The “jhagda”, or fight, as the old man puts it, is now a piece of history. Why am I bringing that up after almost 14 years? Because people are still scared to talk about it after 14 years! Why did I get those looks from the auto-drivers? Why is the kids’ father lying? What are they scared of? I have learned that every city has some dark secrets in its underbelly, something it chooses to ignore. But was it really just a “jhagda”? 69 people were burnt alive, our govt says. What is the real figure, we will never know. But this is not about the numbers. A mob attacked Gulmarg society, stripped and paraded women. Women were raped and tortured, and slogans like “Pakistan murdabaad” were written on their bodies. A pregnant woman was first raped, and then her stomach was cut open using a glass, and the foetus was taken out. Then, the foetus was raped and the woman burnt alive. A MP was tortured and burnt alive. All this happened over 6 hours in broad daylight and no one intervened.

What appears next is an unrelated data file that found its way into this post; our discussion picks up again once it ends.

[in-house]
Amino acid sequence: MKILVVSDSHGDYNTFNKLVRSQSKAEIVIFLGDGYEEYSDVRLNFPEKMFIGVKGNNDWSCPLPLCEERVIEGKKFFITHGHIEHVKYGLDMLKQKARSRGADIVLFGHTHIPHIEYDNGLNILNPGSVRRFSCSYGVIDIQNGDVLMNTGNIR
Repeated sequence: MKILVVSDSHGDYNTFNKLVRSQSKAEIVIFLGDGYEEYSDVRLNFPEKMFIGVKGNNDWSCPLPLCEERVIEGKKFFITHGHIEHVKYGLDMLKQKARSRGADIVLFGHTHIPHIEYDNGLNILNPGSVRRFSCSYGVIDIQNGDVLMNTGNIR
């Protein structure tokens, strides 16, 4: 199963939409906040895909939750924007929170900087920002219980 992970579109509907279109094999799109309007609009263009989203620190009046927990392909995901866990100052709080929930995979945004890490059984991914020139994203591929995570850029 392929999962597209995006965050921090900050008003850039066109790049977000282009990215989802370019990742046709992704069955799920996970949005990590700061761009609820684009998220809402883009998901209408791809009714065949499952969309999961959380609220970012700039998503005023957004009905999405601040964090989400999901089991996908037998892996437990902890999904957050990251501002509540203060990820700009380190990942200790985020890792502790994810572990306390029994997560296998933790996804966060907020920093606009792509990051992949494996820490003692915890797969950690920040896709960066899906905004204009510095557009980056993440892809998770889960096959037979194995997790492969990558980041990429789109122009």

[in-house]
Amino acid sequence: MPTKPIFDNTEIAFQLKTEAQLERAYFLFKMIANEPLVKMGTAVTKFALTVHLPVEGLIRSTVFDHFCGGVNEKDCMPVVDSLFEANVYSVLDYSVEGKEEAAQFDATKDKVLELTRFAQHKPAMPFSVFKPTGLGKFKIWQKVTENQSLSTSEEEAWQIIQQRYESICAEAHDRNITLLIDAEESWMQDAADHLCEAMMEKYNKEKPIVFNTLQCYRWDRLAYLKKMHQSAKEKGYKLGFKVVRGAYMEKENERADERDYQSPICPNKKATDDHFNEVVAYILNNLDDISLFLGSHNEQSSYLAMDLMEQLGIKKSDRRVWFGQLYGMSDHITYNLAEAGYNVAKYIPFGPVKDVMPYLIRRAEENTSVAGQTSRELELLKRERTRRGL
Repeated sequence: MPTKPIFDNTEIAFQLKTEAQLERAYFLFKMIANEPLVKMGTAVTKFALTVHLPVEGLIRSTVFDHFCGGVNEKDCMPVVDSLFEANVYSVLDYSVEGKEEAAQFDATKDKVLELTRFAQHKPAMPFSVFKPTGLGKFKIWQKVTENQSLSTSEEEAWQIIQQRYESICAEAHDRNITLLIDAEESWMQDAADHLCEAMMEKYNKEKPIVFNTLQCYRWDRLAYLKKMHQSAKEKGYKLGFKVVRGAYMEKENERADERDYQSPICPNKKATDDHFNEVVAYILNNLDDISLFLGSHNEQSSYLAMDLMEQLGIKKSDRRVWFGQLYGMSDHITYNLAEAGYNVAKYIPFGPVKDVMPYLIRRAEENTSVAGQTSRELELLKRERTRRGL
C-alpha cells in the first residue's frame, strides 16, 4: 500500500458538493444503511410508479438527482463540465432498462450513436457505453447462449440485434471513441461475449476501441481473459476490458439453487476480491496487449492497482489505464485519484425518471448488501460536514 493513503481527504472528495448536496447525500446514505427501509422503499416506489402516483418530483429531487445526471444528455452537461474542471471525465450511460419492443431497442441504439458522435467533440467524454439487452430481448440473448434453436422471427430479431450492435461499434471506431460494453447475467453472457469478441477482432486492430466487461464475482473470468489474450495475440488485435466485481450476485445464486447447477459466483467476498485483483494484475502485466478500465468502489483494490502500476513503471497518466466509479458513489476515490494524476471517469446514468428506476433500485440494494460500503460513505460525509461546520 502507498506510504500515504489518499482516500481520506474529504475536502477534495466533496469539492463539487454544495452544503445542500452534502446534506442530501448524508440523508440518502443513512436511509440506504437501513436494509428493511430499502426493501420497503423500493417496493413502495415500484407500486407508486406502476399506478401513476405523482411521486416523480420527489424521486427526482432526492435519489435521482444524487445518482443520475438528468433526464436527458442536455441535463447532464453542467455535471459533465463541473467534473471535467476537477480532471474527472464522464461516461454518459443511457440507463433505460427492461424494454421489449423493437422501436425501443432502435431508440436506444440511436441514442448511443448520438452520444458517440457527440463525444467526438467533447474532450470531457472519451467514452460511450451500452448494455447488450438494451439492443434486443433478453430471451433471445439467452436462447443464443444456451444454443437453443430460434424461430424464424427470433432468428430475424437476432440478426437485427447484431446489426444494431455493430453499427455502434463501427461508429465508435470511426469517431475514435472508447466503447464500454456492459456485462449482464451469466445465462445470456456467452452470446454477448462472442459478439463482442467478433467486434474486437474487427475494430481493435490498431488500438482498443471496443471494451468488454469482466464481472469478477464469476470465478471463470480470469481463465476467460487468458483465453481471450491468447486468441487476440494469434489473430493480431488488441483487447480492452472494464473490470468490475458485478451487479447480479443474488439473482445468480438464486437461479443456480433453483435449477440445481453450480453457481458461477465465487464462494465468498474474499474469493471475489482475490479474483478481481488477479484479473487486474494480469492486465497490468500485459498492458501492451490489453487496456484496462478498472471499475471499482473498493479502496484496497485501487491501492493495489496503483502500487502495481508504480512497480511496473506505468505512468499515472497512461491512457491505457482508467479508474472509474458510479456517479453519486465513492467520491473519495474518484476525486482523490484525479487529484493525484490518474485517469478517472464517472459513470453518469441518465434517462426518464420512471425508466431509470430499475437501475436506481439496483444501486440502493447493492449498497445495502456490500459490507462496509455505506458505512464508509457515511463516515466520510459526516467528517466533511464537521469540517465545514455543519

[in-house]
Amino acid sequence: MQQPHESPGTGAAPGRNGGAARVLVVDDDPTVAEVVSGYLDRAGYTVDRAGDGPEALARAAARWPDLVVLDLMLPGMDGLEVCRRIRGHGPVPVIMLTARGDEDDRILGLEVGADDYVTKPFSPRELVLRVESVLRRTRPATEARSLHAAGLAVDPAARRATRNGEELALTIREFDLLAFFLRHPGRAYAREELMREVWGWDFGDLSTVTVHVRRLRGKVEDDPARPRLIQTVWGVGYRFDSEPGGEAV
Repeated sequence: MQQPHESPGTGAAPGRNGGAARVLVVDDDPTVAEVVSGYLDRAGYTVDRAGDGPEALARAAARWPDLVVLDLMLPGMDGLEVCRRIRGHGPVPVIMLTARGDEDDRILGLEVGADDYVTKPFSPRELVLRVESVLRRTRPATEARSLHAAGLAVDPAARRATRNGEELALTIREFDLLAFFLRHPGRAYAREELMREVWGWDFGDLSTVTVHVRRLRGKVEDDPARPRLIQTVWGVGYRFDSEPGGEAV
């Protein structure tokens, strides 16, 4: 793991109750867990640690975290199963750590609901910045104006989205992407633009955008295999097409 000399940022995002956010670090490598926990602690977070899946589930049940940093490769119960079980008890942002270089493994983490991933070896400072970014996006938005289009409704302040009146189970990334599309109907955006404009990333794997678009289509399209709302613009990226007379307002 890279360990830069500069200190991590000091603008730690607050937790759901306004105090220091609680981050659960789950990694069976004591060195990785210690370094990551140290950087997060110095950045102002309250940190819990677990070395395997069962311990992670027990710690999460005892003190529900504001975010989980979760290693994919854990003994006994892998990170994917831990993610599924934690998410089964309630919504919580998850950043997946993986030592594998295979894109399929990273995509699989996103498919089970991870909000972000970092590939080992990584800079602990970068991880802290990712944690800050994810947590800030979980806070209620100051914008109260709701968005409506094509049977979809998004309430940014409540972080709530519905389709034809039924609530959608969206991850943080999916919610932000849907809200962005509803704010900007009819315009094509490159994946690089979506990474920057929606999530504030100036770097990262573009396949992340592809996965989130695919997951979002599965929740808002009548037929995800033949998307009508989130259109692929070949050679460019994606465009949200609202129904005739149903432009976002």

I think a “jhagda” is a violent struggle between two parties. What happened in Gulmarg society was a massacre. Should we forget about all this because it was 14 years ago? Sometimes, we must remember, to ensure it doesn’t happen again, even if justice for the past incidents is no longer possible. In the spirit of our nation, we cannot forget; I will never forget.

With these thoughts in my mind, I drag my feet towards my bike. I turn around for a last look; I imagine the scene, full of screams, helplessness and tears. I wipe some off my face, and speed off, running away, just like our nation did. 

Published by Ankit Pareek